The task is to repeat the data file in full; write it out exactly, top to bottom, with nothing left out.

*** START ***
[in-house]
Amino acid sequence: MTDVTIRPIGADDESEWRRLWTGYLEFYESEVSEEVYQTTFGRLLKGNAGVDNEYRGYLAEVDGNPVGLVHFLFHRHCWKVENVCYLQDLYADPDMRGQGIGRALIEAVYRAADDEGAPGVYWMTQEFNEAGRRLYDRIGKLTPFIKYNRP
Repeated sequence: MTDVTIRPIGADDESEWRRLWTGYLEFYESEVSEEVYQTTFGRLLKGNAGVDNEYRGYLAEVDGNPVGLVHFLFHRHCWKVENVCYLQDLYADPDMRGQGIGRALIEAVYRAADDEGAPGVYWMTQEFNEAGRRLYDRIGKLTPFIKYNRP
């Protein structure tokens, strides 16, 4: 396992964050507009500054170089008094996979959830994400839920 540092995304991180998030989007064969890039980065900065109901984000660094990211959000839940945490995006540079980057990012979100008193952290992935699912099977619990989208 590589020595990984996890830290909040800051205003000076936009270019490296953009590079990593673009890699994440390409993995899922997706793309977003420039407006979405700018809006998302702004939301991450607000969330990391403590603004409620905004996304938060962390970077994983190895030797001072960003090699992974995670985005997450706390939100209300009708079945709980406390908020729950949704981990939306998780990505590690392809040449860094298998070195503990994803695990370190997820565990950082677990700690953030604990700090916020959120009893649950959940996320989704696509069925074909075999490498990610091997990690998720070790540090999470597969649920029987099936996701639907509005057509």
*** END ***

[in-house]
Amino acid sequence: MTDVTIRPIGADDESEWRRLWTGYLEFYESEVSEEVYQTTFGRLLKGNAGVDNEYRGYLAEVDGNPVGLVHFLFHRHCWKVENVCYLQDLYADPDMRGQGIGRALIEAVYRAADDEGAPGVYWMTQEFNEAGRRLYDRIGKLTPFIKYNRP
Repeated sequence: MTDVTIRPIGADDESEWRRLWTGYLEFYESEVSEEVYQTTFGRLLKGNAGVDNEYRGYLAEVDGNPVGLVHFLFHRHCWKVENVCYLQDLYADPDMRGQGIGRALIEAVYRAADDEGAPGVYWMTQEFNEAGRRLYDRIGKLTPFIKYNRP
């Protein structure tokens, strides 16, 4: 396992964050507009500054170089008094996979959830994400839920 540092995304991180998030989007064969890039980065900065109901984000660094990211959000839940945490995006540079980057990012979100008193952290992935699912099977619990989208 590589020595990984996890830290909040800051205003000076936009270019490296953009590079990593673009890699994440390409993995899922997706793309977003420039407006979405700018809006998302702004939301991450607000969330990391403590603004409620905004996304938060962390970077994983190895030797001072960003090699992974995670985005997450706390939100209300009708079945709980406390908020729950949704981990939306998780990505590690392809040449860094298998070195503990994803695990370190997820565990950082677990700690953030604990700090916020959120009893649950959940996320989704696509069925074909075999490498990610091997990690998720070790540090999470597969649920029987099936996701639907509005057509």